White Castle wasn't the only fine dining I experienced. I also went to Burger King in the Minneapolis Airport for dinner tonight, where I got a Quad Stacker. That's 4 pieces of beef, 4 pieces of cheese, and 8 pieces of bacon (allegedly 1,000 calories and 68 grams of fat). I had it my way by going with barbeque sauce instead of the slooge sauce, however. I ate like a man, man, 'cause that thing was good.

It was a little messy, but good, particularly due to it's exemplary MTB ratio (Meat to Bun). In fact, it was so good that I had two. But, not to worry, I balanced it all out with a Diet Coke.

Thanks to Lance for going to White Castle and thanks be to God for a great time of instruction, singing, conversation, and getting caught up with some DTS connections (e.g,. Lance Ward, Benji Magness (you still need to come by some time so we can chat futher), and Mike Ernst).

Now, I just have to figure out where's the next conference near a White Castle.


Sunday, February 04, 2007

How much you want to make a bet I can throw a football over them mountains?

In light of the Superbowl this Sunday, here are some football terms used to describe ecclesiastical phenomena. I'm sure you've seen similar compilations, but I've added a few and tweaked some.

I've commented before about Americans' greater fidelity and patience for sports than for church. Hey, no excuses. Play like a champion.

Incidentally, you better not skip church tonight for the Superbowl. That's what TiVo is for!

Excessive timeouts: too many stories told by the pastor to cover up for lack of exegetical work

Eligible receiver: one who receives the Word and puts it into practice

Winning percentage: progressive sanctification unfolding

Quarterback Sneak: when the pastor makes a move that the elders and/or deacons weren’t prepared for

Scrimmage: informal meeting of ministry leaders to divide resources

Extra Point: when you thought you heard the pastor say, in conclusion” at least fifteen minutes earlier

Draw Play: what children do with the hymnal during worship

Benchwarmer: Those who never get involved in church ministry

Sidelines: where lukewarm Christians are, watching the plays unfold

Running back: a Sunday school teacher not afraid to meet the opponent head on by faithfully proclaiming biblical truth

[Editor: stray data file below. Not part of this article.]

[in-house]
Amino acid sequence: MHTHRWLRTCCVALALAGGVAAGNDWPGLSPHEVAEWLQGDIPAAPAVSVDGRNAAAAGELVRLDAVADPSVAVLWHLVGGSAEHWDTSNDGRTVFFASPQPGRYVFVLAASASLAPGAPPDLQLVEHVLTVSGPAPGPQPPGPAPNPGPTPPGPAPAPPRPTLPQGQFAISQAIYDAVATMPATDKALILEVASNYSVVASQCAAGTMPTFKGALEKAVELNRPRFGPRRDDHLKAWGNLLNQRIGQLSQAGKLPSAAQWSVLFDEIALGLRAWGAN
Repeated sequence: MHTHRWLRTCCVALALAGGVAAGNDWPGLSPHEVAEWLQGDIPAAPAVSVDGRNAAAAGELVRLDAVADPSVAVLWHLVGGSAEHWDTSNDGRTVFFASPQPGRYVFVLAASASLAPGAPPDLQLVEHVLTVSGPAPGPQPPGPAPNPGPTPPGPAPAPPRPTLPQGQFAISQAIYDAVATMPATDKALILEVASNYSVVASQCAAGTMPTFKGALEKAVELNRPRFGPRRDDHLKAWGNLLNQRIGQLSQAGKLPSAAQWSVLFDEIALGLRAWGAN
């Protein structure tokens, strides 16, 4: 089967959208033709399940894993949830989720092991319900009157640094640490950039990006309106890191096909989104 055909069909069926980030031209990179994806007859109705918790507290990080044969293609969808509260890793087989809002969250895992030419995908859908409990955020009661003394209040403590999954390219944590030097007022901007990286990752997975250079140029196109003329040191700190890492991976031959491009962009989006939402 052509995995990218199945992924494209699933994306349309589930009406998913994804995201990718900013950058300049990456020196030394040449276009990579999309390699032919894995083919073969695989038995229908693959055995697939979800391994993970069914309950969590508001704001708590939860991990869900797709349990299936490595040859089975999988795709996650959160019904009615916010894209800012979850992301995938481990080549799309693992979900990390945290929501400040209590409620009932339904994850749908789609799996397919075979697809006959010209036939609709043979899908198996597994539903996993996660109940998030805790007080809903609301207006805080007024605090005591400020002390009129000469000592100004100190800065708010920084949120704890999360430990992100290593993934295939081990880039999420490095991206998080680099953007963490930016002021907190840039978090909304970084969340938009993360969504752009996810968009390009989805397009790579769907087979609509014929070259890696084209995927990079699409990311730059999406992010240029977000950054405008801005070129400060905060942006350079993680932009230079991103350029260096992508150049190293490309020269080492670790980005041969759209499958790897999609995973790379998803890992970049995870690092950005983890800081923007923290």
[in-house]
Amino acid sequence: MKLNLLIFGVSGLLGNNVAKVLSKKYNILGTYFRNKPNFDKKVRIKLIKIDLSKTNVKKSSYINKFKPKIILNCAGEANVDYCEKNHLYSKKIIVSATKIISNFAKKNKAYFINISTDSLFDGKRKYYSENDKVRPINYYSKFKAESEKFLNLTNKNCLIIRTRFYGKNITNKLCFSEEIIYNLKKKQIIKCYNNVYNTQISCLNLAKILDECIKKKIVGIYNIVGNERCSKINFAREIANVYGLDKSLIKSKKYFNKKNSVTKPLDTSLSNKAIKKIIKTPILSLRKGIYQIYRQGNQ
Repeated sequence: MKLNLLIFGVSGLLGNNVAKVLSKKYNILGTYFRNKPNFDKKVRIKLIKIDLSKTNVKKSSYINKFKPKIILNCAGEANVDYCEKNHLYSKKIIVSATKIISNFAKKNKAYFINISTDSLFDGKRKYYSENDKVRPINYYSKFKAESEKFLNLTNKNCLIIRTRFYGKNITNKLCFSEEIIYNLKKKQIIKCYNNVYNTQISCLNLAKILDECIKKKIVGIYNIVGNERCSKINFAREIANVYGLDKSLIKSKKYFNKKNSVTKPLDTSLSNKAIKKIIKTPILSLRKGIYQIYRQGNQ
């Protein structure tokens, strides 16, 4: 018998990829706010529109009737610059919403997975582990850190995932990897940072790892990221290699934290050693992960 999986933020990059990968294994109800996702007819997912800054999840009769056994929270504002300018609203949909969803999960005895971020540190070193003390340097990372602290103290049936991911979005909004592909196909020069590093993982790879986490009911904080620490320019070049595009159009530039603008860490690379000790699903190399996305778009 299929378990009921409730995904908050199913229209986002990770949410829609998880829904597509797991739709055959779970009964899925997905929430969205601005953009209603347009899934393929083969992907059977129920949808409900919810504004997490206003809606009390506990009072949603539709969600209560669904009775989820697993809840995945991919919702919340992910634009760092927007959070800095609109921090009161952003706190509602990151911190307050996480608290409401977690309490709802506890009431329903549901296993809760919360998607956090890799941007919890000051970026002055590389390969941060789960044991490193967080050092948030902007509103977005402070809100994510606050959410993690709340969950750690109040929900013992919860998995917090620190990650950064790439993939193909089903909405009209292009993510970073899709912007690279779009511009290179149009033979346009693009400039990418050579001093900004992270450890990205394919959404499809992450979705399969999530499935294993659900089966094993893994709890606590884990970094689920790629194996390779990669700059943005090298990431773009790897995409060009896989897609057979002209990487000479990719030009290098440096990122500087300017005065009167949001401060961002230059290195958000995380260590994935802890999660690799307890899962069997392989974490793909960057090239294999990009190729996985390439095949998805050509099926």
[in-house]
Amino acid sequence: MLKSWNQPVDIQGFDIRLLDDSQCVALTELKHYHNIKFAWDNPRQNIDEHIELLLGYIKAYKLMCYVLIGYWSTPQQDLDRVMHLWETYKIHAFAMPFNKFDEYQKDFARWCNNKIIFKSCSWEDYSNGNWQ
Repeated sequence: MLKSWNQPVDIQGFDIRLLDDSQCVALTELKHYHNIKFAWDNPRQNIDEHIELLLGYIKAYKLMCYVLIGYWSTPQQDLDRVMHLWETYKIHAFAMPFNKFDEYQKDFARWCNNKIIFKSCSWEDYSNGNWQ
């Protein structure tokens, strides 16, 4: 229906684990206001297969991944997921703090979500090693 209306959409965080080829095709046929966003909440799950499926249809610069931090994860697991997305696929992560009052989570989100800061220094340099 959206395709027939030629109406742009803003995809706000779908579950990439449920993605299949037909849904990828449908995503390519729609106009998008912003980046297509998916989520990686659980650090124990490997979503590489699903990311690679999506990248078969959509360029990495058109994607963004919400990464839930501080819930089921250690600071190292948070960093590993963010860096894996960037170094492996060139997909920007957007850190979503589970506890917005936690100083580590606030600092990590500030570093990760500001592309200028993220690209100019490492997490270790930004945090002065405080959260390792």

Linebacker: one who defends the faith against all enemies, foreign and domestic

Back Judge: one who only criticizes and never gets in the game

Nose tackle: method employed to keep church gossip to a minimum

Assistant coach: an assistant or associate pastor

Stiff Arm: (1) necessary for the overly huggy greeter (2) not laying hands on anyone quickly.

Off-season: summer when church attendance drops dramatically

Overtime: sermon continues into the start of the football game

Coin toss: passing the offering plate

Pigskin: spiral ham at the church "Pot Providence" dinner

Punt: where the pastor doesn't understand the text, so he explains the meaning of the Greek words instead

Punt return: in response to the pastor's punt when the seminary student corrects his use of the Greek

Defensive holding: gripping the back of the pew in front of you when under conviction

Delay of game: tense time when one is singing a "special" but the CD is not cued to the correct song

Offensive guard: those who give a stern look to anyone aiming to leave early

Quick count: quick count of congregation to be certain there are enough communion cups prepared

Dead ball: awkward silence in the sermon when the pastor is waiting for an amen that never comes

Roster: official list of church members, some of which are have moved or have died

Unnecessary roughness: where gossiping has become a spiritual gift

Formation: theose with whom we gather in the foyer after the service

Signals: silent communication between the music director and musicians

Time Out: when the pastor hasn't prepared and decides he is led by the Spirit to have a testimonial Sunday instead

Field Goal: getting at least something out of a poorly prepared sermon

Safety: evidence that nobody on the elder board has the pastor's back

Touchdown: during the sermon when one hears and recognizes the necessity of change to conform to the ways of God

Special teams: church finance committee

Fumble: when the preacher mispronounces Old Testament names when reading the passage, a recovery is when he is at least consistent with the mispronunciation